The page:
“Let us say that all of us are wearing colored glasses.  These glasses are the difference between whether one lives in the light of contentment or in the darkness of dissatisfaction.  The Buddha provides instructions to remove the glasses and correct our vision, but the responsibility of actually taking the glasses off falls entirely upon the individual.  Please do not wait until a mystical being intervenes.  That will never happen.”

~ Venerable Sumanasara
from “Freedom From Anger, Understand It, Overcoming It, and Finding Joy,” p. 12

How Much Is enough?

“Monks, if you want to be free from suffering, you should contemplate knowing how much is enough. By knowing it you are in the place of enjoyment and peacefulness.

“If you know how much is enough, you are contented even when you sleep on the ground. If you don’t know it, you are discontented even when you are in heaven.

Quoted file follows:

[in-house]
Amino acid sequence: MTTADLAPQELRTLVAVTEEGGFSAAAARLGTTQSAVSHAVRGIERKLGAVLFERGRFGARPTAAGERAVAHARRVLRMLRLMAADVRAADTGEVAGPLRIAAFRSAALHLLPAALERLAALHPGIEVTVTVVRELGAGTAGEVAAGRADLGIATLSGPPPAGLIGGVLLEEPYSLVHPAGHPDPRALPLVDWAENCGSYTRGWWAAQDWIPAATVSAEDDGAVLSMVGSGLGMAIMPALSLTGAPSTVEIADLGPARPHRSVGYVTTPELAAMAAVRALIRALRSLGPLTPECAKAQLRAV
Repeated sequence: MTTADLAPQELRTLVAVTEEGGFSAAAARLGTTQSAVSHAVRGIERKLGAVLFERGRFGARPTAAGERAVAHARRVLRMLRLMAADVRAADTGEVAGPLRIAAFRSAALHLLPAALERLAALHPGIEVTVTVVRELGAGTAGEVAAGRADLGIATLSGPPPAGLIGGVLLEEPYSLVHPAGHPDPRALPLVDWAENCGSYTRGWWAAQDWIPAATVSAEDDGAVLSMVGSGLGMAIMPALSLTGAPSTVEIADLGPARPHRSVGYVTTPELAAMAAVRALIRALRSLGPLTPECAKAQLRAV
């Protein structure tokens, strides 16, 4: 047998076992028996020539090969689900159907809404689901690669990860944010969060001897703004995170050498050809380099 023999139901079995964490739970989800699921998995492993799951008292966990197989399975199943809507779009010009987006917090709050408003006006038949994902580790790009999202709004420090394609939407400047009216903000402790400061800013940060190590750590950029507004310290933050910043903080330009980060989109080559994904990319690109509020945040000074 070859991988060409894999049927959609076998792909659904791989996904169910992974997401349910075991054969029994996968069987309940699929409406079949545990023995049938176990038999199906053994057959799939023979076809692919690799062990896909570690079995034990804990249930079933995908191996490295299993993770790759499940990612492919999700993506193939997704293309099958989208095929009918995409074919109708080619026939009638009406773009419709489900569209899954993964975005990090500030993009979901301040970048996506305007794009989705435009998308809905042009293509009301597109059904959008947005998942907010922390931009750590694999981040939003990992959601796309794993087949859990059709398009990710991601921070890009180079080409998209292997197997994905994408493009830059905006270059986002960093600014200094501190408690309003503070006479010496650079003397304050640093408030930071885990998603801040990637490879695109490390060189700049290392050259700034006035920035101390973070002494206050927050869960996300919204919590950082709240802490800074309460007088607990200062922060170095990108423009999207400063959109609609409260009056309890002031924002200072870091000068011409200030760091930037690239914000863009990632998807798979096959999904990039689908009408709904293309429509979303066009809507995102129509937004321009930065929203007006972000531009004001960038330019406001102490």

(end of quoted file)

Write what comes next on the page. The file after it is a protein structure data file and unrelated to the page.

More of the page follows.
“You can feel poor even if you have much wealth. You may be constantly pulled by the five sense desires and pitied by those who know how much is enough. This is called “to know how much is enough.”

~ The Buddha

“Refuge: The Heart’s Own Knowing”

Swirled circle planet photo by David Imbrogno | cowgarage.com
NOTE: Thanisssara will offer an online teaching on “Refuge: The Heart’s Own Knowing,” on SUNDAY Sept. 29, 2019. Register here at WorldwideInsight.org., the site of an online Dharma practice group. The teachings are given in the Buddhist tradition of dana: “The Buddhist tradition views teachings of liberation as priceless, and this online class is offered in the spirit of generosity, called Dana. The teacher is directly supporting your practice. Please support her / him directly, through your generosity.



Our practice is preparation for when real challenges hit.” – Ajahn Chah

It’s important to recognize that we are living in extremely challenging times, and because of this, we are going to experience some very painful and disturbing bodily feelings, emotions, and mind states.